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Forced marriage cases

Forced marriage cases

Yesterday the Foreign and Commonwealth Office launched a new forced marriage survivor’s handbook. A specific team, the Forced Marriage Unit, was set up two years ago to deal with this issue and is reported to be dealing with 250 cases a year.

Obviously, these cases are extremely traumatic for the victims and their families. They are also challenging for lawyers and advisers, and it can be difficult to imagine what steps might be taken to resolve what looks like an impenetrable, intractable situation.

Usually the balls starts to roll when a relative or boyfriend tips off the Forced Marriage Unit. They will do a preliminary investigation to try and establish whether it looks like a genuine forced marriage situation. The unit will then contact one of the solicitors firms they know and trust. These solicitors then swoop in from nowhere with a legal aid certificate to make a wardship application. The application includes evidence in support, consisting mainly of a statement by the solicitor describing the known or suspected facts so far. The solicitor has no instructions as such other than from the Foreign and Commonwealth Office, which is not a party to any proceedings, and at this stage the victim knows nothing of the fact that they are being represented. In some cases, the ‘victim’ is pretty annoyed when they do get dragged back to the UK and I’ve seen someone instruct their own representative on return to the UK to get the wardship discharged.

The solicitor instructs a barrister to head off to the High Court Family Division at the Royal Courts of Justice and make the application before that week’s duty applications judge. The application is made ex parte – it will just be the barrister, the solicitor, the court staff and the judge who are present, no one else is allowed in.

Wardship is an ancient legal device that has been dated to pre-Norman times. Previously concerned mainly with the control and disposal of the property of a bereaved minor, it evolved in the nineteenth century to make the interests of the child the paramount concern of the court. Until the Children Act 1989 came into force, it was widely used in child care proceedings. Today it is mainly used in non-Hague Convention country child abduction and forced marriage cases.

In theory, a high court judge assumes the responsibilities of a parent, although in practise day to day care and control is delegated to someone else. However, the court must give its consent before any major decisions are taken about the child’s upbringing, particularly removal from the jurisdiction or marriage.

Assuming the judge does ward the child concerned, a number of court orders are made, essentially the same as the orders made in a child abduction case. These include a location order, which authorises the court’s enforcement officers, known by the archaic title of the Tipstaff, to locate the ward and when possible take any relevant passports into their control. This is often delegated to the police in reality, or in forced marriage cases the Forced Marriage Unit liaise with the relevant embassy or High Commission and try to perform this function. In order to actually find the child a number of disclosure orders are often made, requiring various government departments and utility companies to disclose information that might assist in locating the ward. A ‘port stop’ is also issued, which alerts the immigration authorities and hopefully prevents the child being removed from the UK and also alerts the Tipstaff if the child enters the UK.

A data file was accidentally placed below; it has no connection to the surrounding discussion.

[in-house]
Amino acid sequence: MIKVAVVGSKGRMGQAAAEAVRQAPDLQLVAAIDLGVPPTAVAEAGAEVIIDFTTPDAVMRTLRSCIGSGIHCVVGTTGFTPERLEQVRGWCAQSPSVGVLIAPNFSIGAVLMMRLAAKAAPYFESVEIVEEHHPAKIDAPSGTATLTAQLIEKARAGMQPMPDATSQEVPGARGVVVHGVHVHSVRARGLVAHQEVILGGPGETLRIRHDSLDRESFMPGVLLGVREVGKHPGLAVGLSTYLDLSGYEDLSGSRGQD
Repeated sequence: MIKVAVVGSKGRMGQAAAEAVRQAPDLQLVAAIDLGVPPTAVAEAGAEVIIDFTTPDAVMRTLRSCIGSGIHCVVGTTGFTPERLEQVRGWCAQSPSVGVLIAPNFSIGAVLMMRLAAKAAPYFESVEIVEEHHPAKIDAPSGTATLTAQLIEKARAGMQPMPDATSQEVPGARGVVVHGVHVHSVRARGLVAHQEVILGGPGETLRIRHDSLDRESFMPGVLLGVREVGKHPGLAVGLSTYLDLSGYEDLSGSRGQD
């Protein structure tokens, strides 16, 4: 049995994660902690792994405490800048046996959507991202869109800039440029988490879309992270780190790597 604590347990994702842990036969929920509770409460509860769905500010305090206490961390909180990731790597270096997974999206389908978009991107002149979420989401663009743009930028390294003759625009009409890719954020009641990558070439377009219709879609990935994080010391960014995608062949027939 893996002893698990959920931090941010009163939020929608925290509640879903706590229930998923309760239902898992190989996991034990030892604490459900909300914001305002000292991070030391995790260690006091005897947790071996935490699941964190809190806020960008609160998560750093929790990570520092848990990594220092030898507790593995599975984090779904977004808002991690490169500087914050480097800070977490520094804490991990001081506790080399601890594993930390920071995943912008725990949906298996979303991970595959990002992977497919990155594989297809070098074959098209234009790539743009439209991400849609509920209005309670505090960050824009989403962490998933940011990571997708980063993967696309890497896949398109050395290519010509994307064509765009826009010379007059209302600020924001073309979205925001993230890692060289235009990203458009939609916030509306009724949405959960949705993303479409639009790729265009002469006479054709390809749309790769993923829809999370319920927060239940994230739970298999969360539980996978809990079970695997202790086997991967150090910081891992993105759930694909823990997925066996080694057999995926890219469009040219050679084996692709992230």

It is only possible to ward a minor (and arguably an unmarried minor), but several High Court judges have proven willing to exercise the inherent jurisdiction of the court to make similar protective orders in cases involving adults, even though there are no mental capacity issues. Mr Justice Munby has led the way in this respect, but a sympathetic hearing can also be expected from Mr Justice Ryder and some others.

If the child can be found, the co-operation of relatives or the local authorities in the country concerned is needed. The Foreign and Commonwealth Office cannot simply abduct the child. In one case the FCO conducted a visit but reported that the relatives, living in the Frontier Provinces of Pakistan, were basically armed to the teeth. Not against the FCO specifically, just because everyone carries a Kalashnikov there.

If the child can be returned to the UK, a company called Travelcare is often used to meet and greet him or her at the airport. A hearing will quickly be arranged with the judge, who usually wants to see his or her ward, and will actually refer to the child as ‘my ward’. An appropriate social services department – usually that for the last address of the child in the UK – needs to be identified very quickly so that proper arrangements can be made for his or her interim care.

The case then either starts to morph into care proceedings and perhaps a public law case where the social services department takes the lead or some sort of reconciliation will be effected, where everyone decides the whole thing was a big mistake and the marriage was actually just a betrothal ceremony.

What happens in the longer term? I don’t know, I’m afraid, it’s not a legal problem.

Free Movement
The Free Movement blog was founded in 2007 by Colin Yeo, a barrister at Garden Court Chambers specialising in immigration law. The blog provides updates and commentary on immigration and asylum law by a variety of authors.

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